Overcoming Survivor Guilt After Cancer & Other Catastrophes

I thought I understood survivor's guilt. Then I became a colon cancer survivor.

Posted Mar 01, 2019

Colorectal cancer is the second most deadly cancer in the United States. Since March is Colorectal Cancer Awareness Month, I decided to share my own story in hopes of bringing awareness to this disease, as well as to offer support to other survivors. 

As a disaster psychologist, I had helped others with survivor’s guilt first hand. In the wake of the crushing 2016 flood, our team from the Humanitarian Disaster Institute deployed to the Baton Rouge area. We went to provide disaster mental health care training and conduct research on what helped people cope with tragedy

This was an important trip for me: It was the first time I was well enough to deploy and lead a team in the field since being diagnosed with Stage IV colon cancer. Three years earlier, at the age of 35, I found out I was facing my own personal disaster. During my cancer battle, I undertook a year-long period of treatments that included radiation, multiple rounds of chemotherapy, and major surgery that resulted in a permanent colostomy. 

I felt so relieved when I found out there was no longer any evidence of cancer after finishing my treatments, and I continue to be incredibly grateful that this is still the case, nearly five years later. But it wasn’t just the cancer that surprised me. I also wasn’t ready for how difficult the long road to recovery was going to be, especially my struggle with survivor guilt.  

"Dry Guilt"

In Baton Rouge, a common response we encountered among those whose homes were not devastated by winds and flooding—or not devastated as badly—was the feeling of “dry guilt.” One person even described herself as having “minnow guilt”—minnow, as in a small freshwater fish. “How can I feel bad when I only had two feet of water in my home, but my neighbor had six feet of water?” These more fortunate survivors felt as though they’d committed some sort of wrong for having fared well when so many had lost their homes. Dry guilt is one expression of survival guilt.

Understanding Survivor's Guilt

At the root of survivor guilt is a comparison of suffering. No good can ever come from these kinds of comparisons, especially since we don’t really know what another is experiencing. 

Lives that look shiny and happy on Facebook can be riddled with dysfunction and pain. Others who may have a flair for the dramatic might always be moaning “woe is me” while the obstacles they face are not as weighty as those faced by others. Even making that statement is problematic, since everyone responds to challenges differently! For example, studies have shown that comparing ourselves to others while using social media negatively affects well-being and increases feelings of loneliness and isolation. We found similar findings among Hurricane Matthew survivors, whose guilt came from comparing their disaster experiences to that of other survivors.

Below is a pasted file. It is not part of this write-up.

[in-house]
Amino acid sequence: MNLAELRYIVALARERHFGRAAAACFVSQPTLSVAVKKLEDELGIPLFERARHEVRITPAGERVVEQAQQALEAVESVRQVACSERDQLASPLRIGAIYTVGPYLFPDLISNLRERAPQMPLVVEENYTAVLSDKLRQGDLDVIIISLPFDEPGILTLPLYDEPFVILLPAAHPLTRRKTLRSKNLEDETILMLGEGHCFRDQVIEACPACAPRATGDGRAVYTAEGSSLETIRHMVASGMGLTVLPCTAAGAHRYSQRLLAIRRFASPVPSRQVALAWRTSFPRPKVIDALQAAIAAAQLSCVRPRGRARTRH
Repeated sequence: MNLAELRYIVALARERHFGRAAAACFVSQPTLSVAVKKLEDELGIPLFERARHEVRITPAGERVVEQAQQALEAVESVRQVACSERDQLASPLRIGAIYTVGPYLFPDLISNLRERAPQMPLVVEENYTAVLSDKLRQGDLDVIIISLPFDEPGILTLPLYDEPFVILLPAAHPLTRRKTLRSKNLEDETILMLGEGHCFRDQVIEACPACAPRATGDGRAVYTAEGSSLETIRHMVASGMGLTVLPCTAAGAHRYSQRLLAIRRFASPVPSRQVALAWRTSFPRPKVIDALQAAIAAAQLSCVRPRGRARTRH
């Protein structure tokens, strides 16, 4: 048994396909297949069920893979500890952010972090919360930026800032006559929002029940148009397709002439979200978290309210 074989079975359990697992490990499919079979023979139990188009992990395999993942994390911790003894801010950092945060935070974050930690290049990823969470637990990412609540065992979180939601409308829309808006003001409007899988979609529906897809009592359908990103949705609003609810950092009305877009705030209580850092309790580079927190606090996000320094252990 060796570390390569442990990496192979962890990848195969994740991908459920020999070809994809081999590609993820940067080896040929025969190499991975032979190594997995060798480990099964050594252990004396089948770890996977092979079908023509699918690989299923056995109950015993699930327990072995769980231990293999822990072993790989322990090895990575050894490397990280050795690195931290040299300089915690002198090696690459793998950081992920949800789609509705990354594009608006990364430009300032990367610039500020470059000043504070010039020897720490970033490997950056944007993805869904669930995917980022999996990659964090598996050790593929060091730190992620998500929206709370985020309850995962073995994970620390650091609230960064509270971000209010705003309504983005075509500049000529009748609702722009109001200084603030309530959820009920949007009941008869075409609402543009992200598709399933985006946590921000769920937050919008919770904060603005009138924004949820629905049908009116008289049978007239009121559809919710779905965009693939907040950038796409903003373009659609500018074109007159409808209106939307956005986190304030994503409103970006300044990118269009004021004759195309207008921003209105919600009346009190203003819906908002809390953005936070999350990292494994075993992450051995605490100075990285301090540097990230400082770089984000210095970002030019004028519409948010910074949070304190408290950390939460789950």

Though I’d never consciously compared what I endured as I battled cancer to what those I lost had faced, the one comparison that mattered was undeniable: They were dead and I was alive. 

Recognizing Survivor's Guilt

I was afraid to approach the loved ones and even their friends and colleagues of people I had lost because I felt guilty about living. I feared my beating heart indicted me and might wound them even more. Though I knew intellectually that their suffering has no correlation to my survival, my gut bellowed otherwise. 

It has taken quite a bit of time for me to realize it wasn’t that I just couldn’t let go, but that I was actually holding onto my survivor’s guilt. Though painful and though I wanted nothing more than to have it gone, it had served a purpose in my life—it was protecting me from what lay beneath the guilt. Underneath my survival guilt, I saw a small glimpse of what I had so desperately tried to bury. I saw pain, anger, numbness, anxiety, and shame layered beneath the survivor guilt. I had felt guilty for living when my friends had not been as fortunate.

Steps Toward Overcoming Survivor Guilt

Recognizing the cause and underworkings of my guilt was the first step toward trying to overcome my survivor's guilt. Now I can see that breaking loose of survivor's guilt doesn’t rest solely upon my shoulders. I often tell others that disaster recovery always takes place in community. The same would seem true in this case. Recently, I’ve opened up to a couple of close friends. I’ve reached out to someone my survivor's guilt had prevented me from seeing. I sought counseling. I’ve also been able to discuss my survivor's guilt in my professional life more recently, too, like with this piece. I think breaking free from survivor's guilt may be as much (if not more) about surrendering our guilt as it is about the actions we take. 

The more I’m able to practice self-compassion, the more I’ve been released from the weight of somehow feeling responsible for what happened to those I’ve lost. Each time I share my struggle with trusted loved ones and other survivors, I’m reminded that I’m not alone. Likewise, it feels like each time I open up, my survivor’s guilt is being slowly and methodically chipped away. 

Looking back, I know in my head that it wasn’t my fault about what happened to my friends and colleagues. I’m now finally in a place to be able to start embracing this reality and release some of the guilt I’ve been carrying in my heart. 


Adapted with permission from A Walking Disaster: What Surviving Katrina & Cancer Taught Me About Faith and Resilience (Templeton Press).